United States District Court, W.D. Arkansas, Hot Springs Division
BARRY A. BRYANT U.S. MAGISTRATE JUDGE
Lambert (“Plaintiff”) brings this action pursuant
to § 205(g) of Title II of the Social Security Act
(“The Act”), 42 U.S.C. § 405(g) (2006),
seeking judicial review of a final decision of the
Commissioner of the Social Security Administration
(“SSA”) denying his application for Disability
Insurance Benefits (“DIB”) under Title II of the
Act. The parties have consented to the jurisdiction of a
magistrate judge to conduct any and all proceedings in this
case, including conducting the trial, ordering the entry of a
final judgment, and conducting all post-judgment proceedings.
ECF No. 9. Pursuant to this authority, the Court
issues this memorandum opinion and orders the entry of a
final judgment in this matter.
application for DIB was filed on June 28, 2012. (Tr.
275-278). Plaintiff alleged he was disabled due to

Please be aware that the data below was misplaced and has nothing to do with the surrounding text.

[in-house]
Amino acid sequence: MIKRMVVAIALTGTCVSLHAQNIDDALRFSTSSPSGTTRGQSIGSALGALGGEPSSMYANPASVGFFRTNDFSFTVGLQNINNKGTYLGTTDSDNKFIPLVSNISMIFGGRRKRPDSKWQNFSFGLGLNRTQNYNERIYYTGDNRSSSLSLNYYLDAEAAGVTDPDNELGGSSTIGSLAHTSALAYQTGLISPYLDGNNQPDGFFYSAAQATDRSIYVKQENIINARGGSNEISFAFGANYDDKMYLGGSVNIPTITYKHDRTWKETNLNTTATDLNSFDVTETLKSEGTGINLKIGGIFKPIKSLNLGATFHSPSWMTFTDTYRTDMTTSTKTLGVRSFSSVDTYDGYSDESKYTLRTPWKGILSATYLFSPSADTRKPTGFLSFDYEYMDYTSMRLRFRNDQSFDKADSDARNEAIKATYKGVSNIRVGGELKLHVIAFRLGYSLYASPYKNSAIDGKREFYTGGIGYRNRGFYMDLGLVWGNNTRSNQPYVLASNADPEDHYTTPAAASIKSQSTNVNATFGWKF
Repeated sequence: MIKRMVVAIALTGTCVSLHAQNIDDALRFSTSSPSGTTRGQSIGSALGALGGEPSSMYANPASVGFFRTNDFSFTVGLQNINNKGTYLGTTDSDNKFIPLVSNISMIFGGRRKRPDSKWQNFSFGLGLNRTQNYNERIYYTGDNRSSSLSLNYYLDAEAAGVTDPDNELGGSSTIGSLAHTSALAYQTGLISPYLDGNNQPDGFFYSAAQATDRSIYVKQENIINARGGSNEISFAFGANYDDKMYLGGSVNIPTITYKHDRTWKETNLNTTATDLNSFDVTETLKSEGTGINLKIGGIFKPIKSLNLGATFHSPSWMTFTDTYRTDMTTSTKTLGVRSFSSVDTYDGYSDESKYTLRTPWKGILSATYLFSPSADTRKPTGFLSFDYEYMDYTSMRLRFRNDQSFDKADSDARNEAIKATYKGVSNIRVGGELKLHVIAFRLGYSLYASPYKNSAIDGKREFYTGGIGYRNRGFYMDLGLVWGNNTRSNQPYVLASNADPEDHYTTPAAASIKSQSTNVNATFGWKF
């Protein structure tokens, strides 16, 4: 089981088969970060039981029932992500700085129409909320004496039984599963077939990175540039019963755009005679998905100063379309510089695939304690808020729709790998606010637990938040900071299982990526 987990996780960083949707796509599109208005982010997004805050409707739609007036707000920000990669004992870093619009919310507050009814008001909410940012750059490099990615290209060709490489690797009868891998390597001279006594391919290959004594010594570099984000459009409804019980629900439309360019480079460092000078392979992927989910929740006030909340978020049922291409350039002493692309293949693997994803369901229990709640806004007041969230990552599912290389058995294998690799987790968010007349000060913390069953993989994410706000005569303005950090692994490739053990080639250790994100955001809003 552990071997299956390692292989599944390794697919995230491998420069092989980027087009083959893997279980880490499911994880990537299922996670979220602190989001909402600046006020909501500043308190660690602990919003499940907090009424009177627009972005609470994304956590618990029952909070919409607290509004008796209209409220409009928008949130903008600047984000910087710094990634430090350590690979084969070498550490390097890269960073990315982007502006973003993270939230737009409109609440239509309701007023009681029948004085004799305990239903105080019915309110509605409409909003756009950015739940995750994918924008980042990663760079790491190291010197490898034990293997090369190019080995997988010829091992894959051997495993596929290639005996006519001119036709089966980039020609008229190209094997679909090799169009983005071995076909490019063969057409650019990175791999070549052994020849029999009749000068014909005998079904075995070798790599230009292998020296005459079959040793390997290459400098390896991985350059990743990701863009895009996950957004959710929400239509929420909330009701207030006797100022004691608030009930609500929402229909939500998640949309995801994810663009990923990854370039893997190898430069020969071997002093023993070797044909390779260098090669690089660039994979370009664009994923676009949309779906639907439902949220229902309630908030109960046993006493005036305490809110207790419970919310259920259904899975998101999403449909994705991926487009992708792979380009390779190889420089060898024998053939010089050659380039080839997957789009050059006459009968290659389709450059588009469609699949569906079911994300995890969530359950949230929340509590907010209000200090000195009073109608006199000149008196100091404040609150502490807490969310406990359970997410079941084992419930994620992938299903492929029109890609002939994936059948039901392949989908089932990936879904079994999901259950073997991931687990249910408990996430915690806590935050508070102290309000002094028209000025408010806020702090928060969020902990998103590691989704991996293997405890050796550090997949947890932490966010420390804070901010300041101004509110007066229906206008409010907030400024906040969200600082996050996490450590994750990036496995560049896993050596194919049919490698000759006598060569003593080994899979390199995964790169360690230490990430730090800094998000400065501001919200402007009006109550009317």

complications with his left knee as a result of a car
accident. (Tr. 341). Plaintiff alleged an onset date of
October 10, 2010. (Tr. 275). This application was denied
initially and again upon reconsideration. (Tr. 150-167).
Thereafter, Plaintiff requested an administrative hearing on
his application and this hearing request was granted. (Tr.
initial administrative hearing was held on June 11, 2014.
(Tr. 66-95). On July 2, 2014, the ALJ issued an unfavorable
decision. (Tr. 168-187). The Appeals Council reviewed the
ALJ's July 2014 decision and remanded the case to the
ALJ, ordering to obtain evidence from a medical expert to
clarify whether Plaintiff's impairments met a listing
prior to July 3, 2014. (Tr. 211).
second administrative hearing was held on February 23, 2016.
(Tr. 96-149). Plaintiff was present and was represented by
attorney, Terry Diggs, at this hearing. Id.
Plaintiff, Medical Expert (“ME”) Dr. John Kwock,
and Vocational Expert (“VE”) Myrtle Johnson
testified at this hearing. Id. At the time of this
hearing, Plaintiff was fifty-seven (57) years old and had a